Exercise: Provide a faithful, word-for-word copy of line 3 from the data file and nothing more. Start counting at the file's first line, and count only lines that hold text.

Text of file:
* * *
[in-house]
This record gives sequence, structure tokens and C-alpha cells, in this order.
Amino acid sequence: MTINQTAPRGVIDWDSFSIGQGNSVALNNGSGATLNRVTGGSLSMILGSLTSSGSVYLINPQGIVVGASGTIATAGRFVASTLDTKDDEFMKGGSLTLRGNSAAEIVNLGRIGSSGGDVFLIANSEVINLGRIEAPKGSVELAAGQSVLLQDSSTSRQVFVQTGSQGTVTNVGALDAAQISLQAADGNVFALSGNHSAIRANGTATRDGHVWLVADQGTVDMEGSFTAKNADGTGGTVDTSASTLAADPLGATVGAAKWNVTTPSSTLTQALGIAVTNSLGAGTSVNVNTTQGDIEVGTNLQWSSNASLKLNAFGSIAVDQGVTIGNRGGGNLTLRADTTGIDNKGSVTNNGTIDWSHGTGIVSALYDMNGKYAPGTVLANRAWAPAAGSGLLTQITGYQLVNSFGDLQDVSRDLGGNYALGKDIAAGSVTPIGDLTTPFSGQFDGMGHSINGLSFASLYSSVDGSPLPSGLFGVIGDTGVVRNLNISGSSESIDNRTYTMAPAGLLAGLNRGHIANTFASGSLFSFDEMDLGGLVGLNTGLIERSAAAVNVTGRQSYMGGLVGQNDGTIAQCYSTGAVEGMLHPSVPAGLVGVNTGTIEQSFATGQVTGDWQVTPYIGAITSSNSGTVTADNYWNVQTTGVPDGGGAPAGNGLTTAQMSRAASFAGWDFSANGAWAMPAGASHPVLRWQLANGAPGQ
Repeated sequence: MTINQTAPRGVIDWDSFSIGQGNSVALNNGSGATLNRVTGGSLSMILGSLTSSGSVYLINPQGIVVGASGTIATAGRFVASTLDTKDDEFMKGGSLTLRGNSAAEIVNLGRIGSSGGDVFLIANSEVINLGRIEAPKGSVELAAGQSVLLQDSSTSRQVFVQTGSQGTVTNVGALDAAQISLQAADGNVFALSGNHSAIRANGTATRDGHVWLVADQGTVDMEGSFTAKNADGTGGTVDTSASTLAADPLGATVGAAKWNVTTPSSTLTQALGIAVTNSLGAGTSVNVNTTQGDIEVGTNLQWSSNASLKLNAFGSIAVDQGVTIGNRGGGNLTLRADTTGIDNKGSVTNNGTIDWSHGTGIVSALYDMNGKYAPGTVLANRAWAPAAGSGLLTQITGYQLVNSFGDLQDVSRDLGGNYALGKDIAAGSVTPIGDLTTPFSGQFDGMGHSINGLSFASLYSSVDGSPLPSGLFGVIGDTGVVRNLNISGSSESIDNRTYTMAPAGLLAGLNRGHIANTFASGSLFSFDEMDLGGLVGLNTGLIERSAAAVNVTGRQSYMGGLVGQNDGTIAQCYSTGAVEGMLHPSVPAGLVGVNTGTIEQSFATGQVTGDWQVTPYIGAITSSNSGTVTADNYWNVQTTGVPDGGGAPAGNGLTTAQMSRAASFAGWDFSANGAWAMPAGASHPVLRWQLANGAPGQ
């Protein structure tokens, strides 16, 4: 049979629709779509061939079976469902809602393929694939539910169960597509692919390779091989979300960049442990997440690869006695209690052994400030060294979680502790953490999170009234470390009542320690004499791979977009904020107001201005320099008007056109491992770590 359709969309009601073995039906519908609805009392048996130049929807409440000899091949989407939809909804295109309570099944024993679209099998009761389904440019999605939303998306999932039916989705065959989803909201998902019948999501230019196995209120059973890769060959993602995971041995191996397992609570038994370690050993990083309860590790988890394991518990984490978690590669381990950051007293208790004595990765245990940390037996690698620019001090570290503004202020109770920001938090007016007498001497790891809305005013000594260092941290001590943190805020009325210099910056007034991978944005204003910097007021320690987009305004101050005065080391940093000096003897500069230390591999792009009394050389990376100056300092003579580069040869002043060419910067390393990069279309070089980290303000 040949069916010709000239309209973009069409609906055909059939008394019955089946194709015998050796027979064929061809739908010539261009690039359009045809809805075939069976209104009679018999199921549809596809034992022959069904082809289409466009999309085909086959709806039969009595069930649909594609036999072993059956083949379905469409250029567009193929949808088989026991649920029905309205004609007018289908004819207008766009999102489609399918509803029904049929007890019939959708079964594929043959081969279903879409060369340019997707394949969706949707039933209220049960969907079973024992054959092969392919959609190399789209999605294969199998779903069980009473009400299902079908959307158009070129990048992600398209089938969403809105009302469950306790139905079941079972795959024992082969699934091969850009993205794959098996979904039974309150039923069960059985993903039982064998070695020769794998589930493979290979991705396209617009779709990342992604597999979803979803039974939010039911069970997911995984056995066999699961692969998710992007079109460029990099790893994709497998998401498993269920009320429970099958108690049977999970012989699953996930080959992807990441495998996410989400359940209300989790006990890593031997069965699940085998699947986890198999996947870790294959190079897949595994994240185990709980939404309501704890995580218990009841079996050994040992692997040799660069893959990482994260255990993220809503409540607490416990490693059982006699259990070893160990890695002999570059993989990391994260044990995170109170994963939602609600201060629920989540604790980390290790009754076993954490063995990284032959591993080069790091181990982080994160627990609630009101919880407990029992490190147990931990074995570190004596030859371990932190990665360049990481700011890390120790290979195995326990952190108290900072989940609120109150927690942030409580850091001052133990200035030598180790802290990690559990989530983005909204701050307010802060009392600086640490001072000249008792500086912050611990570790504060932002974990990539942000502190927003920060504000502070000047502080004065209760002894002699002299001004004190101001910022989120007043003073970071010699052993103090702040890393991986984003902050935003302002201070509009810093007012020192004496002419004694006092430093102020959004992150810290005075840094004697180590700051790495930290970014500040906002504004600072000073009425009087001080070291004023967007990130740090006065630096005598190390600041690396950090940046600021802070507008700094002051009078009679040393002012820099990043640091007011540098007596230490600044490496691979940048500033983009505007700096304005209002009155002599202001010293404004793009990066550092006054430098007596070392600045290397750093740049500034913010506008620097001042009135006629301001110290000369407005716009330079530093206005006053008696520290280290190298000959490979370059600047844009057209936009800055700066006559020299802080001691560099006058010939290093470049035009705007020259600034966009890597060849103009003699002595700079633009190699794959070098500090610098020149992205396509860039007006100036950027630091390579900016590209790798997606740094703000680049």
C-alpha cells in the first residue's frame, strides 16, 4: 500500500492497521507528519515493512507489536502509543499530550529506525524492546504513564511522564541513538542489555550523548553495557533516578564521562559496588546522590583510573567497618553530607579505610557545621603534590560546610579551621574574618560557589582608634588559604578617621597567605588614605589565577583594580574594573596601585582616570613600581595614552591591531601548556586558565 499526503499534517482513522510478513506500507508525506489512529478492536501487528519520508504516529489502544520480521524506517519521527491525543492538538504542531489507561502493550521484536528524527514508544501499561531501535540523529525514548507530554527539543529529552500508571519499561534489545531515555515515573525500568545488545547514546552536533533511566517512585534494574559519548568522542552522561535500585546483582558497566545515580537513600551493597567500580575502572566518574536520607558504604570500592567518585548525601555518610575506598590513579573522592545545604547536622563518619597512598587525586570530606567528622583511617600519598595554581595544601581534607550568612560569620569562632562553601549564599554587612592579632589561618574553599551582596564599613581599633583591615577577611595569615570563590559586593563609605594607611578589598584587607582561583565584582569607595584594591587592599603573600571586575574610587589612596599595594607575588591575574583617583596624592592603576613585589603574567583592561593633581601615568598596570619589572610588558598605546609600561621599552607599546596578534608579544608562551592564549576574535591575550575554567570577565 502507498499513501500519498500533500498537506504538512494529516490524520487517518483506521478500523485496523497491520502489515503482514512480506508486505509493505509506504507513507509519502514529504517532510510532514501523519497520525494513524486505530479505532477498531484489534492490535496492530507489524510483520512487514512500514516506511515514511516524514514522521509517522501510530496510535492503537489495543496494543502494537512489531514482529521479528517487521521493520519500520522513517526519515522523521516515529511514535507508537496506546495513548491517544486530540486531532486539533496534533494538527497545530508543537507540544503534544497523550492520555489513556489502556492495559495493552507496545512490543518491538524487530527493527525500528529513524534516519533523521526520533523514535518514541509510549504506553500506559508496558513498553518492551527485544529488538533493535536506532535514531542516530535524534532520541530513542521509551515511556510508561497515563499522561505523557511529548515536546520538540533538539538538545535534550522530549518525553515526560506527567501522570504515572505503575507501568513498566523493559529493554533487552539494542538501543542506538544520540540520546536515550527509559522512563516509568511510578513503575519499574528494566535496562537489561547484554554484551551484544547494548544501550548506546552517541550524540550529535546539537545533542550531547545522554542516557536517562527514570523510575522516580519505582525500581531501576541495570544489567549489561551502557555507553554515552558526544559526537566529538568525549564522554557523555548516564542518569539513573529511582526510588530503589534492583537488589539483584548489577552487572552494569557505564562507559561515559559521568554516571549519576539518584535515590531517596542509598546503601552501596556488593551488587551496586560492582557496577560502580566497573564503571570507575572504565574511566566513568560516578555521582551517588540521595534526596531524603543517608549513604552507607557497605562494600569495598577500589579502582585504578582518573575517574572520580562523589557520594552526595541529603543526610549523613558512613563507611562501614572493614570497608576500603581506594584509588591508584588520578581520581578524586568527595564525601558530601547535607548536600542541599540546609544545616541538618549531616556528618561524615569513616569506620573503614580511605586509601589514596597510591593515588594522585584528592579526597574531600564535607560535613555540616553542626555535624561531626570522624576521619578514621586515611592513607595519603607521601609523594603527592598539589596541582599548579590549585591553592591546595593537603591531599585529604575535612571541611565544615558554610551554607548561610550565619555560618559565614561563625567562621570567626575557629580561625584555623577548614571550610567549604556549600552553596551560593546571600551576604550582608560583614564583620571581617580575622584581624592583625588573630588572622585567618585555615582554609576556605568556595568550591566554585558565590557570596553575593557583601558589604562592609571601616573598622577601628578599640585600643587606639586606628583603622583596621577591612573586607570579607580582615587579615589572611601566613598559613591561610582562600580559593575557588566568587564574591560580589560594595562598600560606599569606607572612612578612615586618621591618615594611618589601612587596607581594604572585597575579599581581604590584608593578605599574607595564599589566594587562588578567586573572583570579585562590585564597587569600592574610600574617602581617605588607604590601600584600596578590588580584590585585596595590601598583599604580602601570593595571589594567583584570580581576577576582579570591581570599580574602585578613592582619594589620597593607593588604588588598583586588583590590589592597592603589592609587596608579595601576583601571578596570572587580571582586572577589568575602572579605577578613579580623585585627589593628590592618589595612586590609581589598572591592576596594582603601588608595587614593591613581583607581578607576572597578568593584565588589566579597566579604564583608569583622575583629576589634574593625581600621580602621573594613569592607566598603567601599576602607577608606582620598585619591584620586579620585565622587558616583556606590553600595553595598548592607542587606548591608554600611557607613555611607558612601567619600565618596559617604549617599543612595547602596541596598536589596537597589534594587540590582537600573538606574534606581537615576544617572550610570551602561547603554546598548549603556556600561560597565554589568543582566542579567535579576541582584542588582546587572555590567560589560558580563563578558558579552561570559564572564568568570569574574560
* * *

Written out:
Amino acid sequence: MTINQTAPRGVIDWDSFSIGQGNSVALNNGSGATLNRVTGGSLSMILGSLTSSGSVYLINPQGIVVGASGTIATAGRFVASTLDTKDDEFMKGGSLTLRGNSAAEIVNLGRIGSSGGDVFLIANSEVINLGRIEAPKGSVELAAGQSVLLQDSSTSRQVFVQTGSQGTVTNVGALDAAQISLQAADGNVFALSGNHSAIRANGTATRDGHVWLVADQGTVDMEGSFTAKNADGTGGTVDTSASTLAADPLGATVGAAKWNVTTPSSTLTQALGIAVTNSLGAGTSVNVNTTQGDIEVGTNLQWSSNASLKLNAFGSIAVDQGVTIGNRGGGNLTLRADTTGIDNKGSVTNNGTIDWSHGTGIVSALYDMNGKYAPGTVLANRAWAPAAGSGLLTQITGYQLVNSFGDLQDVSRDLGGNYALGKDIAAGSVTPIGDLTTPFSGQFDGMGHSINGLSFASLYSSVDGSPLPSGLFGVIGDTGVVRNLNISGSSESIDNRTYTMAPAGLLAGLNRGHIANTFASGSLFSFDEMDLGGLVGLNTGLIERSAAAVNVTGRQSYMGGLVGQNDGTIAQCYSTGAVEGMLHPSVPAGLVGVNTGTIEQSFATGQVTGDWQVTPYIGAITSSNSGTVTADNYWNVQTTGVPDGGGAPAGNGLTTAQMSRAASFAGWDFSANGAWAMPAGASHPVLRWQLANGAPGQ